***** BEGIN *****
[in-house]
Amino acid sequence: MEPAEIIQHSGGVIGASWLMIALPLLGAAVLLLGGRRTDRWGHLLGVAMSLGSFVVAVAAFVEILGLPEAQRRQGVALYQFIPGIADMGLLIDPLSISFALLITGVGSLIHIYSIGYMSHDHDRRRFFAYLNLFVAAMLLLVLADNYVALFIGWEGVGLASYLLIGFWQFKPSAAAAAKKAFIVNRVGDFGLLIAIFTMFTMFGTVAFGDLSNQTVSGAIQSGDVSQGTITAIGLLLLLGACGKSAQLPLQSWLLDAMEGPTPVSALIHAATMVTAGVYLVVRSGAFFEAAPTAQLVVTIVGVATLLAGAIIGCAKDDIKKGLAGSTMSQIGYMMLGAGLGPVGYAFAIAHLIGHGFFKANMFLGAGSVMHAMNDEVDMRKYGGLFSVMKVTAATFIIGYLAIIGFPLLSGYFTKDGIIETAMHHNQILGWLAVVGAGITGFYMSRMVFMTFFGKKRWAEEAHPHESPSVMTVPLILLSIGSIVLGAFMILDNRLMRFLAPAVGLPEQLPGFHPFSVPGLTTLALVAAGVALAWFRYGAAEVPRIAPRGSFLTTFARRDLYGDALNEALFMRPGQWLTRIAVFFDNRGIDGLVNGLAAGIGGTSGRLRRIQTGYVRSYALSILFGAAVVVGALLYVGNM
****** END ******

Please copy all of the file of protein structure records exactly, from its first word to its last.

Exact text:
[in-house]
Amino acid sequence: MEPAEIIQHSGGVIGASWLMIALPLLGAAVLLLGGRRTDRWGHLLGVAMSLGSFVVAVAAFVEILGLPEAQRRQGVALYQFIPGIADMGLLIDPLSISFALLITGVGSLIHIYSIGYMSHDHDRRRFFAYLNLFVAAMLLLVLADNYVALFIGWEGVGLASYLLIGFWQFKPSAAAAAKKAFIVNRVGDFGLLIAIFTMFTMFGTVAFGDLSNQTVSGAIQSGDVSQGTITAIGLLLLLGACGKSAQLPLQSWLLDAMEGPTPVSALIHAATMVTAGVYLVVRSGAFFEAAPTAQLVVTIVGVATLLAGAIIGCAKDDIKKGLAGSTMSQIGYMMLGAGLGPVGYAFAIAHLIGHGFFKANMFLGAGSVMHAMNDEVDMRKYGGLFSVMKVTAATFIIGYLAIIGFPLLSGYFTKDGIIETAMHHNQILGWLAVVGAGITGFYMSRMVFMTFFGKKRWAEEAHPHESPSVMTVPLILLSIGSIVLGAFMILDNRLMRFLAPAVGLPEQLPGFHPFSVPGLTTLALVAAGVALAWFRYGAAEVPRIAPRGSFLTTFARRDLYGDALNEALFMRPGQWLTRIAVFFDNRGIDGLVNGLAAGIGGTSGRLRRIQTGYVRSYALSILFGAAVVVGALLYVGNM